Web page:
No health cess in new National Health Policy: JP Nadda


NEW DELHI: The new National Health Policy unveiled by the Centre has rejected earlier proposals to introduce a “health cess” to scale up the public investments in health care and make health a “fundamental right”.

The new policy which was approved by the Union Cabinet yesterday aims at providing “assured health services to all” and also proposes free drugs, diagnostics and emergency care services in all public hospitals.

“The talks of introducing a health cess is wrong. There is no such thing mentioned in the new policy. There is no question of introducing health cess,” Union Health Minister J P Nadda told reporters when asked why the proposal was dropped.

The earlier draft National Health Policy 2015 had said that the government would explore the creation of a health cess on the lines of the education cess for raising the necessary resources.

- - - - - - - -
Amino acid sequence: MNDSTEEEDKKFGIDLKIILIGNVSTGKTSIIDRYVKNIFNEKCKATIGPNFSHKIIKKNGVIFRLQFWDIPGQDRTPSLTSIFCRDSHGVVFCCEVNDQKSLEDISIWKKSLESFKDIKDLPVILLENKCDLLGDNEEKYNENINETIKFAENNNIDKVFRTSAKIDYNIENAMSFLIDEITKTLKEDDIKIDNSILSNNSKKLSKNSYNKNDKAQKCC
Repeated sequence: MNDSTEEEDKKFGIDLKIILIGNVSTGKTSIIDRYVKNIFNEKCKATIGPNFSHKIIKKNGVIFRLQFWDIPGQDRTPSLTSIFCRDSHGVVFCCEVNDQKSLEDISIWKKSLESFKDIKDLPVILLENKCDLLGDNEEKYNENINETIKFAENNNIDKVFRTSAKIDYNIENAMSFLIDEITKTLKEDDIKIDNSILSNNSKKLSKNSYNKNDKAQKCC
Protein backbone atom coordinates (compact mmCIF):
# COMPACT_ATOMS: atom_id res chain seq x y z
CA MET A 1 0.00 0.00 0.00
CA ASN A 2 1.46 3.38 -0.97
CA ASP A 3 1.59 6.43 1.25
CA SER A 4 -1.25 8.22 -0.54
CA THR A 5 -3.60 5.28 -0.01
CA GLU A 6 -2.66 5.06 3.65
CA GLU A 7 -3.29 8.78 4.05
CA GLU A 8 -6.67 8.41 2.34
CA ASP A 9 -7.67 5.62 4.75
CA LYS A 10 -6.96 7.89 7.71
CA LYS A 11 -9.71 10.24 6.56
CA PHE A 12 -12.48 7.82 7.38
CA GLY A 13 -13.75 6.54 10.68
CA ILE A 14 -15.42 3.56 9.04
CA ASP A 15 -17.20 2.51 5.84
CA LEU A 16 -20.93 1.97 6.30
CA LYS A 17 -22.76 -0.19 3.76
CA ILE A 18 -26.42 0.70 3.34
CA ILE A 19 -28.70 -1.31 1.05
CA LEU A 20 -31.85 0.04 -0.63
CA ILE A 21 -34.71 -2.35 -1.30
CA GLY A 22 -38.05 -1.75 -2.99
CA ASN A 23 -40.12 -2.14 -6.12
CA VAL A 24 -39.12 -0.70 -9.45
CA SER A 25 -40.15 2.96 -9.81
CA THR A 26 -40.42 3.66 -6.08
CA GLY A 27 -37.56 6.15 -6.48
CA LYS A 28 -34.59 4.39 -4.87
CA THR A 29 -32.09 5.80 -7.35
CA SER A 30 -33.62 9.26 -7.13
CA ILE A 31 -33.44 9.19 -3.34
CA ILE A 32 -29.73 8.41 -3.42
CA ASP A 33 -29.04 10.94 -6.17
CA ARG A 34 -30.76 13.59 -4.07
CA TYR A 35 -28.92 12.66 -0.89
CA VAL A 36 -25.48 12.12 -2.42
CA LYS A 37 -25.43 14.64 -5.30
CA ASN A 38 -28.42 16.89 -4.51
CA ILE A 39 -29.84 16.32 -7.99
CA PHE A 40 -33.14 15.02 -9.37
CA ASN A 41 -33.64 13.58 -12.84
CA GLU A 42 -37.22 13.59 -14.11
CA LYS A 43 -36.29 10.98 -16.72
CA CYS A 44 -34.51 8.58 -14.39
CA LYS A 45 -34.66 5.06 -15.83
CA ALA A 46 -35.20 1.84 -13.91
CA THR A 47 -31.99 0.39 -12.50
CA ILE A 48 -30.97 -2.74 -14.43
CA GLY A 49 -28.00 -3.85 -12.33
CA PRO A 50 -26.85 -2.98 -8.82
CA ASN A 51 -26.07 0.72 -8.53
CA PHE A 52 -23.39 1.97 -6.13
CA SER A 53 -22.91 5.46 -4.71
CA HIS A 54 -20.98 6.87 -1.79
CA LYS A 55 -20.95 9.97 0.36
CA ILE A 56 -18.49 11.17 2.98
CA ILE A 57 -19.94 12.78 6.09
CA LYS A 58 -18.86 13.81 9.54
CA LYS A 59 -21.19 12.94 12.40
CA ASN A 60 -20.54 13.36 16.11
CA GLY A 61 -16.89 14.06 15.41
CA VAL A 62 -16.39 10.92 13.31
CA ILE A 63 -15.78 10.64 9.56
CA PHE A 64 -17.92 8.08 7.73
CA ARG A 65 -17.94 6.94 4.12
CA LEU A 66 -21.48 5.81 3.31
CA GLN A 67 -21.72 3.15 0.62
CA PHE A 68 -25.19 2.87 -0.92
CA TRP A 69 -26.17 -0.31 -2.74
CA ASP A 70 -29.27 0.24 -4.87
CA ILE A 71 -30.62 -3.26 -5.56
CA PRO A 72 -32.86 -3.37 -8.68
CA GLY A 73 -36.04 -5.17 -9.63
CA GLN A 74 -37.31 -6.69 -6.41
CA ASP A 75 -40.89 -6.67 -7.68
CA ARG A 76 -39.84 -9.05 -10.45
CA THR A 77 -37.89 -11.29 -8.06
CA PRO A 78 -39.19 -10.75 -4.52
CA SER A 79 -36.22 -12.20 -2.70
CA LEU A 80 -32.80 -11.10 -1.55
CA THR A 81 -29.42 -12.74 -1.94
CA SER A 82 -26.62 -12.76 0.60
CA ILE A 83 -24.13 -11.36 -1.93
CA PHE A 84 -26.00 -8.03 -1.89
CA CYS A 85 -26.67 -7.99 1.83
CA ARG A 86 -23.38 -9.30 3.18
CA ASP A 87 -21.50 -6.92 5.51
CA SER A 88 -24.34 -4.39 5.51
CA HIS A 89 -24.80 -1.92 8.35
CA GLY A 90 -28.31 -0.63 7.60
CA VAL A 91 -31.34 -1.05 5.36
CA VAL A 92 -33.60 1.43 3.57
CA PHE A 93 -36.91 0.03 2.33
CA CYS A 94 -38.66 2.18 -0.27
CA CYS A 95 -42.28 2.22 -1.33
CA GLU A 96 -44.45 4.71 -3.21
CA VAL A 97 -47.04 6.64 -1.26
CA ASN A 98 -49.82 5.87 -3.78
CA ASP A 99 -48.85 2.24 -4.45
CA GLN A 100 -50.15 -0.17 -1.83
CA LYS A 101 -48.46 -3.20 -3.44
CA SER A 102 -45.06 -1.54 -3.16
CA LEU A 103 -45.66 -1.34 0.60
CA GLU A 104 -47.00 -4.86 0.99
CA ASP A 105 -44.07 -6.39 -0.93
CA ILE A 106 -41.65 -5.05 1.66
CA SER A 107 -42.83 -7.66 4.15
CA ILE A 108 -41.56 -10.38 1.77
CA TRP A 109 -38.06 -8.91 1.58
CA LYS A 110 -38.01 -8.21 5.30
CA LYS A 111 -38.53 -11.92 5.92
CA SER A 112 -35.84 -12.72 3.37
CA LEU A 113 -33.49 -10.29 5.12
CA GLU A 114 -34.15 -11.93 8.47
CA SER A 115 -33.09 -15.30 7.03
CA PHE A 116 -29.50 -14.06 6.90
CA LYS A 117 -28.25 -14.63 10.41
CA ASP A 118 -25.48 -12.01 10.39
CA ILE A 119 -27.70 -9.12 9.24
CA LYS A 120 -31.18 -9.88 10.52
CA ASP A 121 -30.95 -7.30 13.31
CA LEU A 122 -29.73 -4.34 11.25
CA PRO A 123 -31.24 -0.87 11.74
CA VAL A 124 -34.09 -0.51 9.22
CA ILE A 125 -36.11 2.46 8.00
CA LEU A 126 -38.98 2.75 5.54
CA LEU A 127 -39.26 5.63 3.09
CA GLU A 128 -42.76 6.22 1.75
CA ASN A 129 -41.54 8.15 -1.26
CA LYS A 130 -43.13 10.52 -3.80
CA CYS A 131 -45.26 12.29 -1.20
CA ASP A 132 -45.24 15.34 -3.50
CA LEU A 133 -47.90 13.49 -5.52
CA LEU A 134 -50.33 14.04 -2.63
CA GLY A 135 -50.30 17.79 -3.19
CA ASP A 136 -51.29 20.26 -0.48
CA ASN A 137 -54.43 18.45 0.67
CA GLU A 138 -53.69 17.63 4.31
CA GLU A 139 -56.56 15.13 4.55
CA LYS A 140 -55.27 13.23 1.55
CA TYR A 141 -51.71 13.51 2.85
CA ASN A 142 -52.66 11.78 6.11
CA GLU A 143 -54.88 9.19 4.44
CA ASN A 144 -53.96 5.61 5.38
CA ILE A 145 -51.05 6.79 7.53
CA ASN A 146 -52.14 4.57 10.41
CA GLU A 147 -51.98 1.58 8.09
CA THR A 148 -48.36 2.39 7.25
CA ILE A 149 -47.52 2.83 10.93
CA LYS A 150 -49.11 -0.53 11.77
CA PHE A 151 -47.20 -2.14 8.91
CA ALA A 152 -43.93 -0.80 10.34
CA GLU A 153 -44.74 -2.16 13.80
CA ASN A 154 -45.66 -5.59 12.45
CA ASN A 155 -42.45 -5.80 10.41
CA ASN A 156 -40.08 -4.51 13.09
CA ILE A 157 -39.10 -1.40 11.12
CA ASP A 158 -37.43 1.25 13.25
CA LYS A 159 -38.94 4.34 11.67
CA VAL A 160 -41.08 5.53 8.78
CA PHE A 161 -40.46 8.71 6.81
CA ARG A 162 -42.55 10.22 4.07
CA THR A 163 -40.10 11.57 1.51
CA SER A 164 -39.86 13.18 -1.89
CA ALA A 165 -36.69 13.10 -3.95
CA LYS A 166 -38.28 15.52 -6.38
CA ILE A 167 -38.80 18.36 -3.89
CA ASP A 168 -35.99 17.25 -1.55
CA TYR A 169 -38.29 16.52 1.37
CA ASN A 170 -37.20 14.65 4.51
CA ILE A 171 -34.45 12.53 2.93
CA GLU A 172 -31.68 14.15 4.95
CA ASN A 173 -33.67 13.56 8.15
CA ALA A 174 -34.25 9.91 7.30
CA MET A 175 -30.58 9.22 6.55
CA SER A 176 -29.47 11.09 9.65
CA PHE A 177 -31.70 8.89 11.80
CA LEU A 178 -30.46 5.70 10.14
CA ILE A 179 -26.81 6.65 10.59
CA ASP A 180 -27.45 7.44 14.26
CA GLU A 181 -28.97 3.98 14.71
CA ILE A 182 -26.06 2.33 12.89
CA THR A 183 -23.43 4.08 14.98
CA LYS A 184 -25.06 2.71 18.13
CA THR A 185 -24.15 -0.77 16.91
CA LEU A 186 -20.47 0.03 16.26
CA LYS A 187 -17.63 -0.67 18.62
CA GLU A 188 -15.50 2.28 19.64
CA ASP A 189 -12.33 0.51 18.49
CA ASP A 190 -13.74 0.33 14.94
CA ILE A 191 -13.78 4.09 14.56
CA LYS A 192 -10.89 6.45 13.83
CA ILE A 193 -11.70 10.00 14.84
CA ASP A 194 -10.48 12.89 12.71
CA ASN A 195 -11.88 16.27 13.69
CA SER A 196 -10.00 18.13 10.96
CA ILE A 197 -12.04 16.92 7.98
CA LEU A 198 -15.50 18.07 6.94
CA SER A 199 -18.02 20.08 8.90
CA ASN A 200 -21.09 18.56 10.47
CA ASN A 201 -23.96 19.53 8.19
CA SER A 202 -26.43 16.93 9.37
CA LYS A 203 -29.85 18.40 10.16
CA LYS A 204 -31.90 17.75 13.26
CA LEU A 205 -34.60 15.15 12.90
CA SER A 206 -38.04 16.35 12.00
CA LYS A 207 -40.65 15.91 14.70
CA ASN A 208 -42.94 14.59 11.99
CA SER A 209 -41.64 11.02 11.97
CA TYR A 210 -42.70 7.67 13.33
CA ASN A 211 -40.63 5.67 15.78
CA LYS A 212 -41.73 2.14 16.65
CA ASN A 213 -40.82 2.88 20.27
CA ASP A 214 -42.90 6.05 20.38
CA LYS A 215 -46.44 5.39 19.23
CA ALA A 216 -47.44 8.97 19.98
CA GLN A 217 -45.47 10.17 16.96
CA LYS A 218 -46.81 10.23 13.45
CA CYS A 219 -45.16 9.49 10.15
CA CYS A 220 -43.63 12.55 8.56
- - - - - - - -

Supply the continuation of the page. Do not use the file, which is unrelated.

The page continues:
“Other than general taxation, this cess could mobilise contributions from specific commodity taxes – such as the taxes on tobacco, and alcohol, from specific industries and innovative forms of resource mobilisation,” the earlier draft had said.

Asked what were the arguments put forward by various stakeholders as to why providing health as a “fundamental right” should not be there, Nadda said many suggestions came which called for making health an “assured” service.

“There are many things which come during discussions. Many types of discussions took place on the issue. Many people thought we should go for assured health care so we did it. We can only talk on the direction in which government is and can move forward,” Nadda said.

Union Health secretary C K Mishra said that one of the basic points which was highlighted during discussions with states was that one should only put health as a fundamental right after there is adequate resources and facilities to back it up.

“One of the basic discussions with states which came up was that before you take this decision (making health a fundamental right), there is a need to have adequate resources and facilities to back it up. Let this policy build that facility and resource then we will come to that,” Mishra said.

Earlier, officials had said that even the Cabinet note on the new policy which was sent earlier had not talked about making health a “fundamental right” as it will have “legal consequences”.